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After weeks of turbulent news capped by the announcement that revenues may have been overstated by as much as $95 million in a nine-month period, Homestore is making a fresh start.

In his first day on the job, W. Michael Long, Homestore's new chief executive officer, told Real Estate-Realtor Times in an exclusive interview that the company must deliver more value for realty professionals, re-focus, and get costs and revenues in line.

One key, said Long, is to improve the value obtained by real estate professionals.

"We know that it costs about $400 to generate a buyer," said Long. "Based on my analysis of the company we can beat that number. If we're able to deliver customers at a lower cost, the value of the national franchise that has been constructed here over the past five years is going to be significantly more valuable in the future than it is today."

The company, however, faces financial hurdles. Homestore, according to information filed November 19th with the Securities and Exchange Commission, has experienced net losses in each quarterly and annual period since 1993. As of September 30, 2001, the firm told the SEC it had an accumulated deficit of $516.7 million.

"We can talk about GAAP and net income relative to profitability. I think that in a situation like this, as is true with other companies in this market, large and small companies, Internet and non-Internet companies, the focus is generating positive cashflow and strengthening the balance sheet."

"We at the company need to be self-financing. That means living within our means and that's what we intend to do on a go-forward basis is to increase revenues and control expenses, so that we can pay our own way."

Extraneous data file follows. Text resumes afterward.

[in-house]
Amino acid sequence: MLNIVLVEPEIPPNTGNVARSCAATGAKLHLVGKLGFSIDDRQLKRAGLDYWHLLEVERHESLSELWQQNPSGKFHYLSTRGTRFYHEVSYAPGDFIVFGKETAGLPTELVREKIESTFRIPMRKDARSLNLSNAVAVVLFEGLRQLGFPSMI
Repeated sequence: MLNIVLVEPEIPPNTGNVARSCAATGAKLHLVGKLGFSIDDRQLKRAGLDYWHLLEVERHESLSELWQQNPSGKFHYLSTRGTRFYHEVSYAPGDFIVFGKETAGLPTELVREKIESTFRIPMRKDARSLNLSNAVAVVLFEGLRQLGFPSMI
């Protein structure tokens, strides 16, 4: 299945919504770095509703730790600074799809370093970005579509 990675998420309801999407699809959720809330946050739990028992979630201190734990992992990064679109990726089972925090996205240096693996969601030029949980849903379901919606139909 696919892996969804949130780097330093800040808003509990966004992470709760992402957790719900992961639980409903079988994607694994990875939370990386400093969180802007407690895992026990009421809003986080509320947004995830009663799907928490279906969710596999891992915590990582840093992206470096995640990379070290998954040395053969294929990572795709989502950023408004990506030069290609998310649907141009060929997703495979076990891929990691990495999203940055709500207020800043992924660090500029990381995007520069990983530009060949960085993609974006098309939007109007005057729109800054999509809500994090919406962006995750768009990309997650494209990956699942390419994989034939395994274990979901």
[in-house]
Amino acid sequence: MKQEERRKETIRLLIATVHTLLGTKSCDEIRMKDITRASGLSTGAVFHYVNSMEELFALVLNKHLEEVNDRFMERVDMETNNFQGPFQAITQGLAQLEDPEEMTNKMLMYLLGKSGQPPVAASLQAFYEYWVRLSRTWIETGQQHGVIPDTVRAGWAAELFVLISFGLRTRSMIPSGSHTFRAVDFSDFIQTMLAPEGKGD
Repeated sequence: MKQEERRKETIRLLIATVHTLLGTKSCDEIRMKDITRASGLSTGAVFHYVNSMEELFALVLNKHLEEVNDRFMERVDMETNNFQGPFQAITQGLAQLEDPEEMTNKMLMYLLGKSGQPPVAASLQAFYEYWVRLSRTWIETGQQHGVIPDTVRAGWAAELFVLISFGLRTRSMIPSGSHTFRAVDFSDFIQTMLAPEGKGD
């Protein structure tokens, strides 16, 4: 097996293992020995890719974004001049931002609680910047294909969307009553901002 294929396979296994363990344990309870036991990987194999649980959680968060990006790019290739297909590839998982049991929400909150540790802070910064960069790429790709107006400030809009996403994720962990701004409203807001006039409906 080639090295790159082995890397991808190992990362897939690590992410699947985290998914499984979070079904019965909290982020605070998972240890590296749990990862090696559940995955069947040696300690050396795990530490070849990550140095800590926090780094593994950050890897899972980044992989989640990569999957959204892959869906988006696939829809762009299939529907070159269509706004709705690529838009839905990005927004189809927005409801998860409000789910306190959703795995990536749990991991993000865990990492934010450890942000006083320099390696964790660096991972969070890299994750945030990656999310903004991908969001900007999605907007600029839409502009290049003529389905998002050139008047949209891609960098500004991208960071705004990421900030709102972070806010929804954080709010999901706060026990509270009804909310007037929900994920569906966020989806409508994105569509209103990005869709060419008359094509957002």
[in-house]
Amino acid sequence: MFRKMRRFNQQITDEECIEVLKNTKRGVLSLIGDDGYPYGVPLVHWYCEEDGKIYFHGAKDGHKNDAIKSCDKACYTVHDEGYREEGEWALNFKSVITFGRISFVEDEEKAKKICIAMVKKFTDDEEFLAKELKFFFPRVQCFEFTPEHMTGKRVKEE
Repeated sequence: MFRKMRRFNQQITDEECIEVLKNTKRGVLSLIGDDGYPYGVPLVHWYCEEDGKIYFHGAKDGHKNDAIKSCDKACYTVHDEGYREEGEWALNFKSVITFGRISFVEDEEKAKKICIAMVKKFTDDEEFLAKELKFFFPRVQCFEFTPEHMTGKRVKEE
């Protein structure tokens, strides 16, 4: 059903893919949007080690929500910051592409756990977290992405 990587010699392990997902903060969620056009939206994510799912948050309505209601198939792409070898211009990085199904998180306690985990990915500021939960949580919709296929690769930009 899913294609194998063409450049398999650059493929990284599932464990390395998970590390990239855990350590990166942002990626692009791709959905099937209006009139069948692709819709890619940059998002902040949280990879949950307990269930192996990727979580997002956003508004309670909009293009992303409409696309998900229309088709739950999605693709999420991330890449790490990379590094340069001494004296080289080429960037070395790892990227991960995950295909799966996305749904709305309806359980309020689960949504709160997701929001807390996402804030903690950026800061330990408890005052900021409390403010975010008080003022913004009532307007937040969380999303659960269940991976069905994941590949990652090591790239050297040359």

"The capital markets have changed indefinitely, so we're not going to look outside to finance our company on a go-forward basis. So positive cashflow you can assume is a near-term priority for the operation."

But can the company survive, given continuing operating losses?

"That's been carefully looked at and I'm quite optimistic about the company having sufficient capital resources to execute its business plan," said Long.

In addition, said Long, the company has two other priorities:

  • Making customers more aware of the value they get from Homestore, which means paying more attention to real estate professionals.
  • Keeping quality employees.

"If you had to take just three things we're going to do well, those are the three things," he explained.

Long said the company had gotten away from its core direction.

"The company, based on my early observation, was probably focused in too many different areas.

"That's not uncommon," he continued. "That's what happened to companies that came out of the Internet boom, they diversified in too many areas within their respective markets and it's difficult to do everything for everyone in a market well."

The goal, said Long, is "re-focusing the company on its fundamental value proposition." And that value proposition can be shown by "leveraging the Internet to deliver qualified customers to real estate professionals."

Homestore is the market leader, Long explained.

"What it needs is stronger focus on its core customer set and my goal is to bring that focus."

In a filing with the SEC, Homestore announced last year that it's seeking arbitration to resolve differences with its major distribution partner, AOL.

Will the dispute continue?

"We're not interested in a war with AOL," said Long. Instead, he hopes to work out a better arrangement.

"AOL is a major player in the Internet space," Long said. "And the company's preference and my preference would be to have a positive, productive strategic relationship with AOL. And that's the attitude I bring to the table.

"However, the company's interests have to be protected here. And so we will defend the company's interests and protect its assets against all comers. So the attitude is that I hope to engage AOL and other partners of the company very quickly to hopefully reach compromises that are hopefully in each other's best interest."

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